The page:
Systems thinking is an interdisciplinary approach which, while using existing ways of thinking, also utilises new tools and techniques, such as the use of diagramming techniques, to better understand the problem. It recognises that within a system there is interconnectedness and that parts of a system affect other parts; looking at one part in isolation may ignore effects on other parts. However, looking at the whole system can identify feedback loops and so develop understanding of what affects changes in one part of the system can have on another part. A major benefit of developing a systems thinking approach is that it can be applied in many ways, so it can be used for example to:

  • Analyse a problem posed by a client, such as:
    • investigate issues or solutions within an organisation as part of choosing the right changes/projects to undertake, whether they are systematically desirable or culturally feasible
    • develop a cycle of learning within an organisation to make changes and then re-analyse the situation to determine an end to change or to make further changes
    • determine how to implement a change.
  • Facilitate the working of a team, such as:
    • help an individual to widen their understanding of a problem or of other people’s perspectives
    • encourage debate amongst would-be improvers
    • build understanding within the team of the problem area
    • develop cohesion in an interdisciplinary team prior to project initiation.
  • Engaging in systems thinking is a way of imposing some order on the real world whilst facilitating creative thinking. This is to help understanding of either or both of the following:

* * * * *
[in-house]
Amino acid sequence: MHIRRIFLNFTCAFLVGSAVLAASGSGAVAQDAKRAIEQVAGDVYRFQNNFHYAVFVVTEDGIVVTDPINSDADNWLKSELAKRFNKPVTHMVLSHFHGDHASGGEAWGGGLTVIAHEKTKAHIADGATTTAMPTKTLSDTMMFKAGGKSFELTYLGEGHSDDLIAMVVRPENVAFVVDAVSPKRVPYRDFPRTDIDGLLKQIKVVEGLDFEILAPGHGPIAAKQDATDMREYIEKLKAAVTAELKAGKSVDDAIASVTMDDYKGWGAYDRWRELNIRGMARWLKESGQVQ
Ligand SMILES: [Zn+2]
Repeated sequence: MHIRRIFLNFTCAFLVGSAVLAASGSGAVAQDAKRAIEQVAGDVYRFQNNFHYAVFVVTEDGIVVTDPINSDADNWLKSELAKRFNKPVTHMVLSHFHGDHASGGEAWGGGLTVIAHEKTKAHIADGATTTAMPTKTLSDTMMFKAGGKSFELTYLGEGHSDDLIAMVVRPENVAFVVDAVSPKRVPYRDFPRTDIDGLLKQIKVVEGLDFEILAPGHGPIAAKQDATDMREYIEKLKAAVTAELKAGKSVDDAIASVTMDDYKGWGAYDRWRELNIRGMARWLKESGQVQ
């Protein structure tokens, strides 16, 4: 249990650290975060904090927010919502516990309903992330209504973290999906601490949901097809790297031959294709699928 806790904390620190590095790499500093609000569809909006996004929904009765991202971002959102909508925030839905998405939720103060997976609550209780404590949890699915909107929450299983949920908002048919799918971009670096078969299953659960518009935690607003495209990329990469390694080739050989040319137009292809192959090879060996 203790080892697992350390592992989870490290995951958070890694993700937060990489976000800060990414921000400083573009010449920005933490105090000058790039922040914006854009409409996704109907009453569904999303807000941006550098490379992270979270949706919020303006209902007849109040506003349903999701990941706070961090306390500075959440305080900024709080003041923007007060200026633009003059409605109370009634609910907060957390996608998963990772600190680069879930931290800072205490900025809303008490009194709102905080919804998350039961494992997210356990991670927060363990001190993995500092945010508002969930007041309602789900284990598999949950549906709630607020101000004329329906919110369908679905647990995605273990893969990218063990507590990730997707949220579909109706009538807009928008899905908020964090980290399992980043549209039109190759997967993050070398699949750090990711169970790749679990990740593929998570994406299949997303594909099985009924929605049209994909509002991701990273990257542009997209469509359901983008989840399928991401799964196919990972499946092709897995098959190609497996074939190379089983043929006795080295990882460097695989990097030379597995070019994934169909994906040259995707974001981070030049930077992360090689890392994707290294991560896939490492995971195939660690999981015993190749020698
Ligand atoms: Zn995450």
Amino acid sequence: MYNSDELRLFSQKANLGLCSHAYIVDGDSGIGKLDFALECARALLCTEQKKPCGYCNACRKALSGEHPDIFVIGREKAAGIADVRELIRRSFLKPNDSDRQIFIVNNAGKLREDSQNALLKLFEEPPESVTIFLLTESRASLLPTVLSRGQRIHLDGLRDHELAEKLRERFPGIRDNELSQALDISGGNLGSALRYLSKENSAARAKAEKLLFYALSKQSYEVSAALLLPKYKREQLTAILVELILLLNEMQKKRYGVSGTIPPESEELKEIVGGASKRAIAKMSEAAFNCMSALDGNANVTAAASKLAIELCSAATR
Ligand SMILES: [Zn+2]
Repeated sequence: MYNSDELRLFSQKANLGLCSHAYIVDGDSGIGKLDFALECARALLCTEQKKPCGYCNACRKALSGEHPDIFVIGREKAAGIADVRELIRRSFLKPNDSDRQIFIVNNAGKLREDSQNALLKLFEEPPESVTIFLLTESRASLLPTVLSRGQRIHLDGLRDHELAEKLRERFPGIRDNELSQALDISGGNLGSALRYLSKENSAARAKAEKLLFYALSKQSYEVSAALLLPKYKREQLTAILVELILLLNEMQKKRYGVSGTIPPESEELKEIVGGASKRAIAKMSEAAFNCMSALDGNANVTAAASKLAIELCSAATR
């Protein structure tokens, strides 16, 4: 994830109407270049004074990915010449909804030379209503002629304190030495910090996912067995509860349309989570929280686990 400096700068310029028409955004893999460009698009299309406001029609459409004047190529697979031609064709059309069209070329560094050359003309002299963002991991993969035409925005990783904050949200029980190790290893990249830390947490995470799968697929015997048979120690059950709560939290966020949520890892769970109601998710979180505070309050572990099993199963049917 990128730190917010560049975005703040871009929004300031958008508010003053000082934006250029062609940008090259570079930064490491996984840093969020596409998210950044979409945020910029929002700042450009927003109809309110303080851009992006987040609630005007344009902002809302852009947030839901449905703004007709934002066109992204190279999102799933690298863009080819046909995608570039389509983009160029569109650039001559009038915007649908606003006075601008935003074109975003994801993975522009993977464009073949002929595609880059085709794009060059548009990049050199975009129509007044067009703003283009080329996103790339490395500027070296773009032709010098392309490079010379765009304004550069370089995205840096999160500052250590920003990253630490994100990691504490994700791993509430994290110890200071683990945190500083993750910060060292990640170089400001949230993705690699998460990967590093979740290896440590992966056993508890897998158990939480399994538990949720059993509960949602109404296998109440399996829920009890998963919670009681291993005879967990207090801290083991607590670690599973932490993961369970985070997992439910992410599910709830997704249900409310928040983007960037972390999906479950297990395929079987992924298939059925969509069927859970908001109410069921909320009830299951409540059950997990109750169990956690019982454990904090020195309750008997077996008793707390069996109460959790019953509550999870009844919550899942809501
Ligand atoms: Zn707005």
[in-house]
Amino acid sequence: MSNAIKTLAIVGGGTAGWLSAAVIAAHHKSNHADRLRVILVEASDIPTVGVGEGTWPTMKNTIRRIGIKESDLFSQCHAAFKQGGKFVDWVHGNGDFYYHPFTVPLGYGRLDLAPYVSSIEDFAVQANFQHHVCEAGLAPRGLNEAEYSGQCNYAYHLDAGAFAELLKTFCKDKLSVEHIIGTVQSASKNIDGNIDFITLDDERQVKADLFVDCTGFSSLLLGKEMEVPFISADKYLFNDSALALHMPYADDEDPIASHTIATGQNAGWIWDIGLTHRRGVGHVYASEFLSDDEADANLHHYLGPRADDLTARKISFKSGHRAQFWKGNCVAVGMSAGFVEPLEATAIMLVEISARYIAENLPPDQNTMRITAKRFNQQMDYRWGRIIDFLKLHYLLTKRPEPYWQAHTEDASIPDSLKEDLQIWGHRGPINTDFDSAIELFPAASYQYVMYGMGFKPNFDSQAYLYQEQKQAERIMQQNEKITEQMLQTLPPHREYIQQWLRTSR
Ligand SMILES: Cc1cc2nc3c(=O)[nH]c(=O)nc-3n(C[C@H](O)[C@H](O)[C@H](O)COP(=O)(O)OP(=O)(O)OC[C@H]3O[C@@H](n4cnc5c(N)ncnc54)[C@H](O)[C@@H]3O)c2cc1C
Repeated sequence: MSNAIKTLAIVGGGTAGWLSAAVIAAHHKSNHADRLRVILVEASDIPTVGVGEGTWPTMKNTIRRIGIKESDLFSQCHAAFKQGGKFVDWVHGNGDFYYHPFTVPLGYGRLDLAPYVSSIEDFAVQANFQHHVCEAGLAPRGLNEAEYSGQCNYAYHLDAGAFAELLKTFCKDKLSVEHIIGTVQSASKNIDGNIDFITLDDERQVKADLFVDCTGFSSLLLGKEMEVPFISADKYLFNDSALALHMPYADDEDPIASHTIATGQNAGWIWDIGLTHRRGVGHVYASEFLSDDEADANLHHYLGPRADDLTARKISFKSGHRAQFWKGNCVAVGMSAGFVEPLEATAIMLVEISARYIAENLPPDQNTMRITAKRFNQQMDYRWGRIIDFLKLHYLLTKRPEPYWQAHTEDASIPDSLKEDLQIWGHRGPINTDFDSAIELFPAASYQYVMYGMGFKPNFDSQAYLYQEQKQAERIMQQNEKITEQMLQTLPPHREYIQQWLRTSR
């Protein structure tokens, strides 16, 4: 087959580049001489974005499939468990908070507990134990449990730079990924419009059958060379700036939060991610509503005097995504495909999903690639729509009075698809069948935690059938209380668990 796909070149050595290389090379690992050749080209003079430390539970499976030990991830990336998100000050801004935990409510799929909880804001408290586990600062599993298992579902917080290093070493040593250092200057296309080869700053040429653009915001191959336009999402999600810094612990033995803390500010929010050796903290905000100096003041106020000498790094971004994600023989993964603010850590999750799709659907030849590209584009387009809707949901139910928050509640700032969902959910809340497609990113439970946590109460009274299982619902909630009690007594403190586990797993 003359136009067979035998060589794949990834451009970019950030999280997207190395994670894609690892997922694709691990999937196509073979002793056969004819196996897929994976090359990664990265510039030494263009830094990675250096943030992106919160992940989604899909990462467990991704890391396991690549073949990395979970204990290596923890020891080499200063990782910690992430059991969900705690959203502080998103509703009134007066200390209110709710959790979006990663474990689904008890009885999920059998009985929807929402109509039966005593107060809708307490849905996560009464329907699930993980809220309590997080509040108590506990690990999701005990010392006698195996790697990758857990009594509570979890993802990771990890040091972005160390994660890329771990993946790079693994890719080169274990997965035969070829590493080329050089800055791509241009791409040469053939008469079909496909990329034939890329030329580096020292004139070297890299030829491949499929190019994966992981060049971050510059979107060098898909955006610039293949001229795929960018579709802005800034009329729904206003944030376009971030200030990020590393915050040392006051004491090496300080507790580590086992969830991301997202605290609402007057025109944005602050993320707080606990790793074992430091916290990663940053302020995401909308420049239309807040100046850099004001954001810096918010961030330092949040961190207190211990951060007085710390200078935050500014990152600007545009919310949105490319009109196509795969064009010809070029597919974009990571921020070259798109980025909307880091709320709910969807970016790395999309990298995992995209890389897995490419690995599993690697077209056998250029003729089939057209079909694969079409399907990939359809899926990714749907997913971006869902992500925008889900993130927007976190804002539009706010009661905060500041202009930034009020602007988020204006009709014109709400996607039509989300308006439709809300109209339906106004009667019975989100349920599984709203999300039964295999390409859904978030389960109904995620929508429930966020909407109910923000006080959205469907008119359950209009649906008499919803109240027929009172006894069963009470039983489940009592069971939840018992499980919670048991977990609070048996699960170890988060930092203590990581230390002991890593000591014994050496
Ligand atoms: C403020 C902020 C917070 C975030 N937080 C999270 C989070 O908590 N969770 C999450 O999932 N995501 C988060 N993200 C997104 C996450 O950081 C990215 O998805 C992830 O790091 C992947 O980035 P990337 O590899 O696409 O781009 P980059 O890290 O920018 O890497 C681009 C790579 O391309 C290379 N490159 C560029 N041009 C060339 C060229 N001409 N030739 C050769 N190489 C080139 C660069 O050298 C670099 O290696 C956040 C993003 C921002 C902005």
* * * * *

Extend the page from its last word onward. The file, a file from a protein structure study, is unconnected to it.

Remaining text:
• how things are organised, in order to understand how they operate
    • how they need to be organised, in order to control them.

Systems thinking is not an exact science. The examination of a real world problem could be approached in several different ways each of which may be helpful in identifying possible solutions. To some extent the detailed description of a particular system is what we define it to be, rather than something that necessarily exists in its own right. Before taking these ideas further it is important to note that the word system is used in many different ways, so first a definition of system is needed for systems thinking.

The glossary in Checkland (1999) states that a system is:

A model of a whole entity; when applied to human activity, the model is characterised fundamentally in terms of hierarchical structure, emergent properties, communication, and control. An observer may choose to relate this model to real-world activity. When applied to natural or man-made entities, the crucial characteristic is the emergent properties of the whole.

In other words, the system has purpose and it acts as a whole entity. That is, it exhibits properties which are meaningful only when attributed to the whole. What is inside and what is outside the system can be distinguished. The components, or elements, of the system may operate as systems in their own right, but they are a subsystem of the whole system being considered. Within the whole system there is structure and communication between its subsystems and with its environment. A system is characterised by having emergent properties which can arise from the system as a whole or from the interaction of subsystems within it. The system as a whole has emergent behaviour, that is, things can happen which are not immediately predictable and they arise out of the interactions of its subsystems with each other and of the whole system with its environment.